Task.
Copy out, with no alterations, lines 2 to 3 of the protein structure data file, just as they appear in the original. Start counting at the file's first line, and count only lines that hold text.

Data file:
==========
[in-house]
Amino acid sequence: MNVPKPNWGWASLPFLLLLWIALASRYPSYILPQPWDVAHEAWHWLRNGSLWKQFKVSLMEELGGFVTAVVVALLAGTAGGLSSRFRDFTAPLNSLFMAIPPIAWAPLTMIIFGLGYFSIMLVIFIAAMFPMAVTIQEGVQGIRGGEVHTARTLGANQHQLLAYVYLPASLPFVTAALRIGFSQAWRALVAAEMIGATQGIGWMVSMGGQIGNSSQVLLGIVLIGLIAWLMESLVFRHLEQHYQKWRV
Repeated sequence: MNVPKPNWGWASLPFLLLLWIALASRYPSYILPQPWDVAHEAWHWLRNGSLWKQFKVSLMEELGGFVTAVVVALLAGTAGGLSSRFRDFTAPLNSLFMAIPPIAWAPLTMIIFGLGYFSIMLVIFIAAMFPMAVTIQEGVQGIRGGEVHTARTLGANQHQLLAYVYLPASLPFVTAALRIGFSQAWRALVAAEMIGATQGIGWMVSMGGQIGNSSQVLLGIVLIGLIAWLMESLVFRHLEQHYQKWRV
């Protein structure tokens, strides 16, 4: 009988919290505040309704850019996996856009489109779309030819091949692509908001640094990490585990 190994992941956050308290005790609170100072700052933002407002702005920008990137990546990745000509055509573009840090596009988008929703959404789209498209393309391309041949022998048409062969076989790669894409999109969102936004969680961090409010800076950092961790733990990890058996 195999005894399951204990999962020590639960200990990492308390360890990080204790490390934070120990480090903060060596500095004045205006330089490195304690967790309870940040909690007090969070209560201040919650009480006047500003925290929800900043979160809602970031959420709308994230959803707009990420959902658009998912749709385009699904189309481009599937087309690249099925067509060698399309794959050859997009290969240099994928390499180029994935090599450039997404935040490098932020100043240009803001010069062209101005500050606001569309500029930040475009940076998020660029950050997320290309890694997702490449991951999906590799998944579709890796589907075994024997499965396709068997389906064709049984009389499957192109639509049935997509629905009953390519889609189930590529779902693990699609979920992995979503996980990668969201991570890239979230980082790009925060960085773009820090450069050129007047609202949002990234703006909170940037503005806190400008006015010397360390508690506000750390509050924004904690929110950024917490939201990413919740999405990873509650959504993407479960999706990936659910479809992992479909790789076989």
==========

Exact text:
Amino acid sequence: MNVPKPNWGWASLPFLLLLWIALASRYPSYILPQPWDVAHEAWHWLRNGSLWKQFKVSLMEELGGFVTAVVVALLAGTAGGLSSRFRDFTAPLNSLFMAIPPIAWAPLTMIIFGLGYFSIMLVIFIAAMFPMAVTIQEGVQGIRGGEVHTARTLGANQHQLLAYVYLPASLPFVTAALRIGFSQAWRALVAAEMIGATQGIGWMVSMGGQIGNSSQVLLGIVLIGLIAWLMESLVFRHLEQHYQKWRV
Repeated sequence: MNVPKPNWGWASLPFLLLLWIALASRYPSYILPQPWDVAHEAWHWLRNGSLWKQFKVSLMEELGGFVTAVVVALLAGTAGGLSSRFRDFTAPLNSLFMAIPPIAWAPLTMIIFGLGYFSIMLVIFIAAMFPMAVTIQEGVQGIRGGEVHTARTLGANQHQLLAYVYLPASLPFVTAALRIGFSQAWRALVAAEMIGATQGIGWMVSMGGQIGNSSQVLLGIVLIGLIAWLMESLVFRHLEQHYQKWRV